Perceived barriers mediate the association between self-efficacy and fruit and vegetable consumption among students attending alternative high schools.

Auteur(s) :
Kubik MY., Bruening M., Kenyon D.
Date :
Oct, 2010
Source(s) :
J AM DIET ASSOC.. #110:10 p1542-6
Adresse :
School of Nursing, Biostatistical Design and Analysis Center, University of Minnesota, Minneapolis, MN 55454, USA.

Sommaire de l'article

Compared to students attending regular high schools, alternative high school students are more likely to be racial/ethnic minorities, have higher levels of poverty, and higher rates of risky and poor health behaviors, including weight-related behaviors like limited fruit and vegetable intake. However, little is known about fruit/vegetable intake among alternative high school students. This study examined whether perceived barriers to healthy eating mediated the association between self-efficacy to eat healthy foods and fruit/vegetable consumption among alternative high school students. The cross-sectional study population consisted of students (N=145) attending six alternative high schools in the St Paul-Minneapolis, MN, area who were participants in an obesity prevention pilot study and completed a baseline survey during fall 2006. Mixed model linear regression, adjusting for sociodemographic characteristics, was used to test a series of regression models performed according to mediation analysis procedures. Students’ mean age was 17.3 years; 52% were male, 63% were low-income, and 61% were from racial/ethnic minorities. Students reported a mean fruit/vegetable intake of 3.6 servings per day, mean self-efficacy to eat healthy score of 22.2 (range 3 to 35), and mean barriers to eating healthy score of 6.9 (range 3 to 13). Perceived barriers to healthy eating fully mediated the relationship between self-efficacy and fruit/vegetable consumption (Sobel test statistic 2.7, P=0.007). Interventions targeting the dietary practices of alternative high school students should include components to decrease perceived barriers as a way to increase self-efficacy and ultimately fruit/vegetable intake.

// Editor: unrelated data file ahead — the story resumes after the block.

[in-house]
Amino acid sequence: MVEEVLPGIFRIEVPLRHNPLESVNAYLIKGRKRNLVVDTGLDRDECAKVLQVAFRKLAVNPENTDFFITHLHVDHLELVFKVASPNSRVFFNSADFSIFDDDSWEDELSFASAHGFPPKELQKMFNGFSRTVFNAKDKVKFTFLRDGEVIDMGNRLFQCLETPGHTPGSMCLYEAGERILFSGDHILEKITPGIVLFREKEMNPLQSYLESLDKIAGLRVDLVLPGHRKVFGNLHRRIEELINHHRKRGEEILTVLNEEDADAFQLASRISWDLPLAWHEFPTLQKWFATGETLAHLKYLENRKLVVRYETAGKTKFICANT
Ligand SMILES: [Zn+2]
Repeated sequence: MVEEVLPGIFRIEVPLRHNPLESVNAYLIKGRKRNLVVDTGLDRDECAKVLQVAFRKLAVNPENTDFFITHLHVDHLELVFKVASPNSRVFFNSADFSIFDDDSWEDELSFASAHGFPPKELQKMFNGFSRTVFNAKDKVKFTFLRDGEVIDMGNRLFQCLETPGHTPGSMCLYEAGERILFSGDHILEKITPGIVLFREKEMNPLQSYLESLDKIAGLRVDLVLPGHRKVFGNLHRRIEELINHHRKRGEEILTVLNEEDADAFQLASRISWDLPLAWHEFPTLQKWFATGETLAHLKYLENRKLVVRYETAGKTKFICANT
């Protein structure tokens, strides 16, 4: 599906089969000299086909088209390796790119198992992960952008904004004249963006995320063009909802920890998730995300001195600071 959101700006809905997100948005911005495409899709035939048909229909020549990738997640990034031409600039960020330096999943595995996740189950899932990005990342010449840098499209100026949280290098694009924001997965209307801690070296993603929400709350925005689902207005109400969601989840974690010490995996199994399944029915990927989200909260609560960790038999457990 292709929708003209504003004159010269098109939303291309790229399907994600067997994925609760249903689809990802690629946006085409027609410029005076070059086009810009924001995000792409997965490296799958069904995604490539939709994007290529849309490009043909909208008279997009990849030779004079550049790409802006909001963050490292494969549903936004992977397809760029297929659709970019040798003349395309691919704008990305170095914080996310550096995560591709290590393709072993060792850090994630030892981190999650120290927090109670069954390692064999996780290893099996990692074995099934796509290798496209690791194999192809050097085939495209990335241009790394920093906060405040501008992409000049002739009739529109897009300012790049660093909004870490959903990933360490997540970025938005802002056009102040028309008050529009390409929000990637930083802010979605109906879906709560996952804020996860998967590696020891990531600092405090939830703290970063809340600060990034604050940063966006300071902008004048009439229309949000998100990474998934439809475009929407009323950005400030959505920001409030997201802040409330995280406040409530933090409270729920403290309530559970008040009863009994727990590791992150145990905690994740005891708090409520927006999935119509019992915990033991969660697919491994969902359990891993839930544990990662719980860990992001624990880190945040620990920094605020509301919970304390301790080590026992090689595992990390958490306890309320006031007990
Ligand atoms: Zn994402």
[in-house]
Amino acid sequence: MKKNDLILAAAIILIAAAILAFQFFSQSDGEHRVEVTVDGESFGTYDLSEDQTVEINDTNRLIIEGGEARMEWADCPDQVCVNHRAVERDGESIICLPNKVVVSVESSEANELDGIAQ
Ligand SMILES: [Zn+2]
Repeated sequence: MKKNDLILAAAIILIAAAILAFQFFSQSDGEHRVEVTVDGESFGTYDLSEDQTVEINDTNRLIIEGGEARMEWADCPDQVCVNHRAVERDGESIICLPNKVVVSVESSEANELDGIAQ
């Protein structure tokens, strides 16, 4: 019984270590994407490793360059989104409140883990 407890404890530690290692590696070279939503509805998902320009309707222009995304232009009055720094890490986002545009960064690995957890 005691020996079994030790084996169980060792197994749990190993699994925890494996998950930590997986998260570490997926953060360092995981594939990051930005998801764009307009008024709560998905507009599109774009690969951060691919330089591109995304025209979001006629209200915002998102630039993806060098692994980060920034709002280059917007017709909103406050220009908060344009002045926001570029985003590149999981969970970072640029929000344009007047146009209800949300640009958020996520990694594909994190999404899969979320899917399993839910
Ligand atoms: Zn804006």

Source : Pubmed